Know How Your Loans are Affected
About Student Loan Interest
It’s important to understand how your student loan’s interest rate is set. The short answer is it depends on the type of loan your own. Learn more about rates on the loans you own by logging into your account and going to the Loan Details pages.
SIMPLE DAILY INTEREST CALCULATION
The amount of interest that accrues on your loan is determined by a simple daily interest calculation, which you can estimate as follows:
Approximate Daily Interest = (Unpaid Principal balance x Interest Rate) ÷ Number of Days in the Year
If you have multiple student loans, you likely have multiple interest rates.
To make it easier, log in to your account and go to the Interest Estimator tool, which uses your current loan balances and interest rates to estimate interest accrual for you.
Just go to the Tools & Requests page and select Interest Estimator. Once you are in the tool, select the number of days — up to 31 days in the future — and then Calculate to see how much interest is accruing on each of your loans for a given time period.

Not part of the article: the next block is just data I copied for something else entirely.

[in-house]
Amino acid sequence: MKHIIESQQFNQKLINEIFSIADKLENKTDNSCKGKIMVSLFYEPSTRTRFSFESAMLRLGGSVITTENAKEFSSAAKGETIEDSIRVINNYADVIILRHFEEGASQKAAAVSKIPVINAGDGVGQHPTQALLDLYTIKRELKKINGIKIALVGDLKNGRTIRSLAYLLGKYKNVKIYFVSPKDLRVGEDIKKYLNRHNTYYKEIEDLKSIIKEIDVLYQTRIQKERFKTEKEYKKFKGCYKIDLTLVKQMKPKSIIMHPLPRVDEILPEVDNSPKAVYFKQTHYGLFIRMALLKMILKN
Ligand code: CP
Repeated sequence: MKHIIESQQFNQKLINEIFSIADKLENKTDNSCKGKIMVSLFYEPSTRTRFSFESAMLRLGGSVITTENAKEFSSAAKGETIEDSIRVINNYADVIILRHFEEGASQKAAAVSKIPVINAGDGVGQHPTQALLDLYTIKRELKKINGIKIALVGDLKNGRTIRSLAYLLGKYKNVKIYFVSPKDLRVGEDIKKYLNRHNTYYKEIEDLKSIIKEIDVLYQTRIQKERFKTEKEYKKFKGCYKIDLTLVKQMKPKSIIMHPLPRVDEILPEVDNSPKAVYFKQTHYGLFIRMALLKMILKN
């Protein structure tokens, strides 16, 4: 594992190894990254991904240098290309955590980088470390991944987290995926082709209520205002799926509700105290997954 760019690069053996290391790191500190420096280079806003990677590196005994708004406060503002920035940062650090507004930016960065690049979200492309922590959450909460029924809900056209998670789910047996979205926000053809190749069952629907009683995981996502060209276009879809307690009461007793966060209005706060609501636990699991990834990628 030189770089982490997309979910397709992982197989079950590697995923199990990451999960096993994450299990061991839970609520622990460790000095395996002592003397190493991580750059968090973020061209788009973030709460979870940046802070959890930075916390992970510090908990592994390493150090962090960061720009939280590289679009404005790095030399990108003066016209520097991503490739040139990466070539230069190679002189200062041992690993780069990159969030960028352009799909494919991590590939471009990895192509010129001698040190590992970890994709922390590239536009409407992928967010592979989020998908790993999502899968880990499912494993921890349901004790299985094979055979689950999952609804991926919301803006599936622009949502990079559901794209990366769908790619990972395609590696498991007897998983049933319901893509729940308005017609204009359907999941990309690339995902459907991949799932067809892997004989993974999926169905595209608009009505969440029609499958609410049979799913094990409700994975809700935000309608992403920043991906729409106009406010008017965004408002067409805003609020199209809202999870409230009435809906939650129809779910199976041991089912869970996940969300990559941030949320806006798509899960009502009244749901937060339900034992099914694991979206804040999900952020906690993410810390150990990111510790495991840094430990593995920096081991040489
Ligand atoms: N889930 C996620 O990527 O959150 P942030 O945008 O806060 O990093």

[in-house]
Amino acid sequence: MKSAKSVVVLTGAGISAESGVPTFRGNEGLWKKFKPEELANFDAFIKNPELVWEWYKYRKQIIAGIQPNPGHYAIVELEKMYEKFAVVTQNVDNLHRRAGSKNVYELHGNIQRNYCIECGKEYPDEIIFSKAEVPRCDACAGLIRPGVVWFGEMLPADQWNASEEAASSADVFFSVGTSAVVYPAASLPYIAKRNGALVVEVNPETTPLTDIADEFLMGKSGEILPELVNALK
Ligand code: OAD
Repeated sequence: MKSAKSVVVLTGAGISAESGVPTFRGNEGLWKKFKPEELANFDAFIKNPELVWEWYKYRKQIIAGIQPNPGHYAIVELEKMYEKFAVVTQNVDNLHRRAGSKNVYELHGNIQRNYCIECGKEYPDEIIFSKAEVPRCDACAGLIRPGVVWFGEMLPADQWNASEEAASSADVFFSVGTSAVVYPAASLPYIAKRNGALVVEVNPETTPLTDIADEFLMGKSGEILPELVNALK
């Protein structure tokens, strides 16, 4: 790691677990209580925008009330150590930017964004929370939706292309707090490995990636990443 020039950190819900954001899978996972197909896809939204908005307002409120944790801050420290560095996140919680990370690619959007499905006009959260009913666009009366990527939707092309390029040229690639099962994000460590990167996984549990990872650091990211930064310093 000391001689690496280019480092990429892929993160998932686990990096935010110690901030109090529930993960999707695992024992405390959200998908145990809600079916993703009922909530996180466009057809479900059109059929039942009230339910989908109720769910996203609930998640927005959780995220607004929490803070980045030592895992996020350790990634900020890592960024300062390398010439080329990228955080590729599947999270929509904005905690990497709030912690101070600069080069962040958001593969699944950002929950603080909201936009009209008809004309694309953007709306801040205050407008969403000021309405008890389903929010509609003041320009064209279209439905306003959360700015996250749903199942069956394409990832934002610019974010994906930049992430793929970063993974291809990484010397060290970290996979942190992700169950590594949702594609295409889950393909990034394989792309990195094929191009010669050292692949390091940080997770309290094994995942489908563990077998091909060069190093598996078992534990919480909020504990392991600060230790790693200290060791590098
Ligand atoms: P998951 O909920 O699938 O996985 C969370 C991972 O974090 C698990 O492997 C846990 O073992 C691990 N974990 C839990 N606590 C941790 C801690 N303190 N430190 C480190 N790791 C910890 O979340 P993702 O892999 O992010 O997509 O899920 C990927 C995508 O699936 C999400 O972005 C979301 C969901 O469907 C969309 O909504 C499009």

Interest capitalization is when Unpaid Interest is added to the Unpaid Principal. This occurs at certain times during the life of the loan, typically at the end of the grace period, a deferment, or a forbearance. Depending on your loan program and promissory note, interest may also be capitalized periodically during certain periods when payments are postponed and in connection with certain repayment plans.
Capitalization will cause the principal balance to increase, and future interest will accrue on that larger balance.
To minimize the effects of the capitalized interest on the amount you'll pay overall, you can pay the interest before it is capitalized. For example, you can pay the interest while you're in school instead of waiting until after graduation.
You can log in to your account to see any capitalized interest amounts in your Account History.
In addition to helping our student loan customers achieve successful loan repayment, we are committed to the highest of industry standards when it comes to relaying important information to consumer reporting agencies.